However, Otay Mountain is noted by critics of the plan as an obstacle to operating a safe airport for passenger jets. A study released in February of last year warned that mountains to the east and northeast of the airport would pose problems for normal takeoffs and landings.
Saturday's was the second-worst private plane crash in San Diego County since 1979, investigators said. The first occurred in the Otay Mesa area near Brown Field.
Wreckage indicated that the wing of the British-made jet creased the side of the mountain, causing the plane to break apart, dump its fuel and then cartwheel in a northerly direction, said Jeff Rich with the National Transportation Safety Board (NTSB).
Investigators said the crash site was near a large telecommunications complex, which feeds radio transmissions to law-enforcement agencies.
Michael Farley, assistant airport operator at Brown Field, said no navigation aids are available on nearby mountains to guide planes taking off or landing at the airport. But the facility does have a radar transmitter situated 3 miles north of the field to direct pilots, he said.
"It's not practical to put lights on top of every mountain," he said.
Rich of the transportation safety board said that learning exactly what happened would be difficult because the plane had no flight-data recorder. He said the twin-engine jet has a capacity for two crew members and eight passengers, the number on board at the time of impact. Rich said FAA regulations that take effect in September will require such aircraft to carry the recorders.
At the scene itself, debris from the aircraft lay on roadways that ring the mountaintop. Part of the fuselage from one of two Rolls-Royce engines was left virtually intact. Nearby was a book titled "The Book of Balance and Harmony," by Thomas Cleary, and several cans of shaving cream and hair spray.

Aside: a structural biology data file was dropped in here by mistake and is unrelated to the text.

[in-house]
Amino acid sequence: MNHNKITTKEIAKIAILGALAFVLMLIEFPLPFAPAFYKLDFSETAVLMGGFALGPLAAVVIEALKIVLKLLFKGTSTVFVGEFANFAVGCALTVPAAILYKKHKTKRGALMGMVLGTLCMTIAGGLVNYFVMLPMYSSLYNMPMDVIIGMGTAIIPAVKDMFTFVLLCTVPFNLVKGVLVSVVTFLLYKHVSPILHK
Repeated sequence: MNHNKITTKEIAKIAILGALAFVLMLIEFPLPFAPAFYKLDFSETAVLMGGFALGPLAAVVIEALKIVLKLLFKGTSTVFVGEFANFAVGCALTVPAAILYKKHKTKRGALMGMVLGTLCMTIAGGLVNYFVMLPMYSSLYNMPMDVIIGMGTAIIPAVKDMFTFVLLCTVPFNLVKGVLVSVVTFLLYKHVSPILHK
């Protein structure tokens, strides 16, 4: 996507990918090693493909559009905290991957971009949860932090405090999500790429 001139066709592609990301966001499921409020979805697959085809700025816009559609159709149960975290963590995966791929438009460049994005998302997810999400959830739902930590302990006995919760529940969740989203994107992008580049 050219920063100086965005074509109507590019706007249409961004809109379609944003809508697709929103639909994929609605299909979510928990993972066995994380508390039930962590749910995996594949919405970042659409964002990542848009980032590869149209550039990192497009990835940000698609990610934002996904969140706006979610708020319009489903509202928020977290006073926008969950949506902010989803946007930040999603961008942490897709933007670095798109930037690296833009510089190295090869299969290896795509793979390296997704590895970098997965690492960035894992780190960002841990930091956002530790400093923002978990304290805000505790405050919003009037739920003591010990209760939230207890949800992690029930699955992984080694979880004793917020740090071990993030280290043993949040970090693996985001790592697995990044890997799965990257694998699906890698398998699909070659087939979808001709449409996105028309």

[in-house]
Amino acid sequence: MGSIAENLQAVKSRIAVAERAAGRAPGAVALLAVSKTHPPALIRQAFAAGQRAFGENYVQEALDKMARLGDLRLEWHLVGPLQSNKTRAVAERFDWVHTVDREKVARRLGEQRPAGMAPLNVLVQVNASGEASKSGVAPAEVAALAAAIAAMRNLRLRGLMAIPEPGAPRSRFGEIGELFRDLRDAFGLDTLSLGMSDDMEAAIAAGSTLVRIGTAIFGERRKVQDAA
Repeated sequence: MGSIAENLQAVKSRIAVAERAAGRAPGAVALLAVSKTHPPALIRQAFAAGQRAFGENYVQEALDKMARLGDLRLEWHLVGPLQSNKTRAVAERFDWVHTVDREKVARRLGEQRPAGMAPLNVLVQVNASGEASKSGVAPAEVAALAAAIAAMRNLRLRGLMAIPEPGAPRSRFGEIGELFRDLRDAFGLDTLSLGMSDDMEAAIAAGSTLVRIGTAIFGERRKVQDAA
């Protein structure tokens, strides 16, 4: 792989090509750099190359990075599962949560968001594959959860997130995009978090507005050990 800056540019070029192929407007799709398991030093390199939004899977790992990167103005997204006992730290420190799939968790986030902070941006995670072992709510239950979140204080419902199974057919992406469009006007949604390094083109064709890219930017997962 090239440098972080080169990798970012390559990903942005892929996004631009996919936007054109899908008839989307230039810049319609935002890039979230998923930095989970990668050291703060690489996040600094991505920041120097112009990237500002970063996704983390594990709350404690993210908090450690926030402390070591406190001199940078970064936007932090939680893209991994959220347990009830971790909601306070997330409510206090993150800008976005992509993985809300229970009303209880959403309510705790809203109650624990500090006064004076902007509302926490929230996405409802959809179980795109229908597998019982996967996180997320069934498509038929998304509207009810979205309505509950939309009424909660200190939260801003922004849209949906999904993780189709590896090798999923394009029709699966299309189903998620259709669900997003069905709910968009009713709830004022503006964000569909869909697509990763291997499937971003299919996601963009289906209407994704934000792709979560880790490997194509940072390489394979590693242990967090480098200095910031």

McEntire's publicist, Jenny Bohler, said that band member Anthony Saputo, who died in the crash, had been reading Cleary's book during a recent concert stop in Alaska.
Lying near one piece of wreckage was a broken compact disc titled "Family Style" by the Vaughan Brothers. Stevie Ray Vaughan, one of two singers featured on the album, died in a helicopter crash in Wisconsin last August. "Family Style" was released after Vaughan's death.
Vaughan and the members of McEntire's band are the latest in a long line of pop musicians to have died in aviation disasters. The list includes Buddy Holly, Jim Croce, Rick Nelson, J.P (The Big Bopper) Richardson and Ritchie Valens, all of whom died in small-aircraft crashes, en route from one concert appearance to the next.
Sgt. Glenn Revell, a spokesman for the San Diego County's Sheriff's Department, released the names of the band members as follows:
Chris Austin; Paula Evans; Terry Jackson; Kirk Cappello; Michael Thomas; Anthony Saputo; Joey Cigainero, and tour manager Jim Hammon.
McEntire's spokeswoman said all the band members were from Nashville.
The red-haired McEntire, who speaks with a thick Southern accent, was born in McAlester, Okla., but now lives in Nashville, where, publicist Bohler noted, she recorded a Grammy Award-winning single in 1987 titled "Whoever's in New England."
Bohler said that all members of the band, except for its newest member, Chris Austin, were featured on the singer's 1989 album, "Reba McEntire Live." Kirk Cappello was the only victim of Saturday's crash featured on McEntire's most recent studio album, "Rumor Has It," released in 1990.
Cappello's parents, Edna and Phillip Cappello, said from their home in Florissant, Mo., Saturday night that music "meant everything" to their son, who is survived as well by two sisters.
"Music was the only thing he wanted to do from the time he was a kid," Phillip Cappello said. "He was like all kids, listening to the radio and watching the rock groups."
Cappello said that his son was about to turn 29 and that each of the other victims were roughly the same age. Kirk Cappello was a keyboard player who had modeled himself, his father said, after Keith Emerson of the group Emerson, Lake & Palmer. Cappello had performed with country singer Barbara Mandrell for five years before joining McEntire's band, his father said.
Reba McEntire canceled her concert scheduled Saturday night at Fort Wayne, and another scheduled today in Evansville, Ind., said McClanahan, the singer's spokeswoman. However, McEntire is expected to appear at the Academy Awards presentation on March 25, where she will sing "I'm Checkin' Out," which was sung by Meryl Streep in the movie "Postcards from the Edge."